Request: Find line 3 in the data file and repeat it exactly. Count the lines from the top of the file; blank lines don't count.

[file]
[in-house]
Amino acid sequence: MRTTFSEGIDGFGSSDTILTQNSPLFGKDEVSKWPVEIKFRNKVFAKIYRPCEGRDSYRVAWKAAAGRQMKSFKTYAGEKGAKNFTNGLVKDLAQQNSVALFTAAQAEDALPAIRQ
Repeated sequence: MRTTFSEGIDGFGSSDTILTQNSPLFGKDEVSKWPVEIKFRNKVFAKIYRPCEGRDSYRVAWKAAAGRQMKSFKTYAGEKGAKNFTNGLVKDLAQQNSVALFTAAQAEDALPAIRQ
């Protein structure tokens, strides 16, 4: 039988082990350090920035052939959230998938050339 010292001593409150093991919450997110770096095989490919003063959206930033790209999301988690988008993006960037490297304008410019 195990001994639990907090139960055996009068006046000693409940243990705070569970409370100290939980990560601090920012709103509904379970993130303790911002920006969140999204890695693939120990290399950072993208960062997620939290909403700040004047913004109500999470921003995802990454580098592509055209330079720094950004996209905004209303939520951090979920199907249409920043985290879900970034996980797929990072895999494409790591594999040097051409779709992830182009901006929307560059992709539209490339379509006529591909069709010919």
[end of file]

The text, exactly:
Repeated sequence: MRTTFSEGIDGFGSSDTILTQNSPLFGKDEVSKWPVEIKFRNKVFAKIYRPCEGRDSYRVAWKAAAGRQMKSFKTYAGEKGAKNFTNGLVKDLAQQNSVALFTAAQAEDALPAIRQ